|Lopez, Juan De Dios|
Submitted to: Entomology Society Of America Annals
Publication Type: Peer Reviewed Journal
Publication Acceptance Date: 12/5/1995
Publication Date: N/A
Citation: N/A Interpretive Summary: The corn earworm is a serious pest of corn, cotton, and soybeans besides a number of other crops. Most studies to date on behavior and physiology of this species have been conducted on insects reared in captivity for a long time. We compared mating and egg laying behavior of such laboratory insects with newly colonized (NC) females. Unlike laboratory-reared females, the NC females required mating for both egg maturation and egg laying. We also obtained evidence that a male factor, transferred during mating, stimulated egg laying. These results emphasize the need to work with wild or NC insects, particularly in studies of behavior. Possible presence of an oviposition stimulating factor should generate interest among scientists working on reproductive behavior and physiology.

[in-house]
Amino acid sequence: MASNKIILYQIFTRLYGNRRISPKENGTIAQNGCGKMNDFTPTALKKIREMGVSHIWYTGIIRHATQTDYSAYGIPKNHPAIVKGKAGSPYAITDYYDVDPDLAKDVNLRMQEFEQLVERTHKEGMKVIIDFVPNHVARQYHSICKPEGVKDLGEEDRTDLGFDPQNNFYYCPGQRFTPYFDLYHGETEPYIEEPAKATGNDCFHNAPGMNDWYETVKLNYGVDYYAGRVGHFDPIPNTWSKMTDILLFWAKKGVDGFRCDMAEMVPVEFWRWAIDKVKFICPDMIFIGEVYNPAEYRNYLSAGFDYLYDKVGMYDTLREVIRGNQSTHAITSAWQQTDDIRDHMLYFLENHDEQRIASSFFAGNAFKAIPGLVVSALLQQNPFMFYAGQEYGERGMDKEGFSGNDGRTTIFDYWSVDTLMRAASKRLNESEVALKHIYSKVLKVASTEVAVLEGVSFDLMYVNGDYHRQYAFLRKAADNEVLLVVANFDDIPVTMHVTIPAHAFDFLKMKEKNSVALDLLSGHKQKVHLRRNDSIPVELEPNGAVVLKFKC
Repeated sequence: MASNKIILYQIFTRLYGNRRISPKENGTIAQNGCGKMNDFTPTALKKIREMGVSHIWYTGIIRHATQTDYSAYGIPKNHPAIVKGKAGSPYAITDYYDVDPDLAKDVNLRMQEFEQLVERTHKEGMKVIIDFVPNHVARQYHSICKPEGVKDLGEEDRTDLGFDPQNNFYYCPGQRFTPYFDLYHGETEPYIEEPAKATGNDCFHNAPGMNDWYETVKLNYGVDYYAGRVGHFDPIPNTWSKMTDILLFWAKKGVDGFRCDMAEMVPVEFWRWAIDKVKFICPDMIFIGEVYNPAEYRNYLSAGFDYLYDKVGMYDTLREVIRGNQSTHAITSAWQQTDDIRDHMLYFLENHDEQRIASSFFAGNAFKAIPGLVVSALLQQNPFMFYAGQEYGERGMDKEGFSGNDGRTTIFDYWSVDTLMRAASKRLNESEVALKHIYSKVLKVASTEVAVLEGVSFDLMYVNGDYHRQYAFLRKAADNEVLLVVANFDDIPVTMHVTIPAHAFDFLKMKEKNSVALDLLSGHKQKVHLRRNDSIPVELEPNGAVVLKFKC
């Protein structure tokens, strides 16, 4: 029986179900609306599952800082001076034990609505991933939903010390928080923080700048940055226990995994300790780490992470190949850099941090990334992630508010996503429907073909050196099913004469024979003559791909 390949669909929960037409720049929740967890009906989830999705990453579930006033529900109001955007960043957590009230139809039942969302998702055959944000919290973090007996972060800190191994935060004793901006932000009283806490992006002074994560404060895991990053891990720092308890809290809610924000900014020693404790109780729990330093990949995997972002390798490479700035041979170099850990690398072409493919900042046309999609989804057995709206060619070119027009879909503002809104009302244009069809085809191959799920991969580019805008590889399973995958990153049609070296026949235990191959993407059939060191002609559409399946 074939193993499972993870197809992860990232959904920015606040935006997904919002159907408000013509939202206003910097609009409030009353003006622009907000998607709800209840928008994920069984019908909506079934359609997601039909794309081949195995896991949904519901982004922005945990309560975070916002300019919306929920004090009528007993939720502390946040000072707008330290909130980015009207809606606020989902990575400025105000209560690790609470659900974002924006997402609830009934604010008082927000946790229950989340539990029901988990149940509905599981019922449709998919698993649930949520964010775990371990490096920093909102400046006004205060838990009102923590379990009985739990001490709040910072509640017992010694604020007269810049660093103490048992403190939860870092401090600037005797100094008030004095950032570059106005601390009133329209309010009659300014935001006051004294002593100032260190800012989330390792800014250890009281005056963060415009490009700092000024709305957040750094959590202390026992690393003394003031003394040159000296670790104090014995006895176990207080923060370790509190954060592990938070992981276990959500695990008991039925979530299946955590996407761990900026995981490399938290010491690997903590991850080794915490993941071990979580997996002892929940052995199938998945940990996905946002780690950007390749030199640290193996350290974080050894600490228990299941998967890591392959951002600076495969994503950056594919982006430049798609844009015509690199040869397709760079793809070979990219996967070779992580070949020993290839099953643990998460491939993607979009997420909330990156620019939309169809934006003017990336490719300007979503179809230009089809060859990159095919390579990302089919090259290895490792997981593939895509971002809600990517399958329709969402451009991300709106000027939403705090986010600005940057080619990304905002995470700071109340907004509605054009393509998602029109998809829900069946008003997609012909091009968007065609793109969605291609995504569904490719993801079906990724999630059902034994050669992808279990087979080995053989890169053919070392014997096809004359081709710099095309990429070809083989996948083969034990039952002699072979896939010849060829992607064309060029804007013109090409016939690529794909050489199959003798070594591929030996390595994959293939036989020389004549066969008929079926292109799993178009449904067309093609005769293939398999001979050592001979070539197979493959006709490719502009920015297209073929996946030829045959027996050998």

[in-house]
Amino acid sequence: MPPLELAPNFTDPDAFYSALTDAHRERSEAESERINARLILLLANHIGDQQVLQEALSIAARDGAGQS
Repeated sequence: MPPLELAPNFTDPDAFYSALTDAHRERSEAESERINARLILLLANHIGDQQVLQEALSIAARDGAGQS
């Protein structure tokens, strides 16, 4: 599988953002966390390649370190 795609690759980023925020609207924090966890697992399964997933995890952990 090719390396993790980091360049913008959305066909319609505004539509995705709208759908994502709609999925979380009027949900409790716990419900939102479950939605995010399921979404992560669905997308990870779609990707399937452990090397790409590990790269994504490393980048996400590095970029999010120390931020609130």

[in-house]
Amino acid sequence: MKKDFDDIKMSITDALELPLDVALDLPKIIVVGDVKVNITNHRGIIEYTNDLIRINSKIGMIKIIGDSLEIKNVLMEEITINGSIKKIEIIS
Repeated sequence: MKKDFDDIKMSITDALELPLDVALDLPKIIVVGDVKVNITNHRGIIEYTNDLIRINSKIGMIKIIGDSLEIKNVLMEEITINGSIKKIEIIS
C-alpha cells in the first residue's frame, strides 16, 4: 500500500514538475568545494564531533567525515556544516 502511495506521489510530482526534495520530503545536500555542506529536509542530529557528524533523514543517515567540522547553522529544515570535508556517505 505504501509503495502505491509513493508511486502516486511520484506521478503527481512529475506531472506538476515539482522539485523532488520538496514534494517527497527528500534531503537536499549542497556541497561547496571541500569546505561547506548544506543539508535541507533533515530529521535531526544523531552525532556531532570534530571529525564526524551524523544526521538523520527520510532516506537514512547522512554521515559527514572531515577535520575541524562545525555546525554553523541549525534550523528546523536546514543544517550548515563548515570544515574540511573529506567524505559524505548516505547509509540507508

Technical Abstract: Oviposition behavior of newly colonized (NC) females of the corn earworm, Helicoverpa zea (Hubner), was very different from that of females from a laboratory colony. NC virgin females laid very few eggs, and mated females required a host plant or a part of it such as corn silk for egg laying. Mating stimulated both egg maturation and oviposition in NC females. Extracts of male accessory glands, injected into one-day-old virgin females, stimulated both egg maturation and oviposition. During the observation period, the largest number of eggs was laid on the sixth day after treatment. However, five-day-old virgin females injected with the accessory gland extract showed a significant increase in oviposition within 24 h. Further purification of the active factor is in progress. Females mated to males from which testes, accessory glands, and the duplex had been removed behaved like virgins. Topical application of methoprene, a JH analog, to virgin females resulted in an increase in egg maturation but not in oviposition.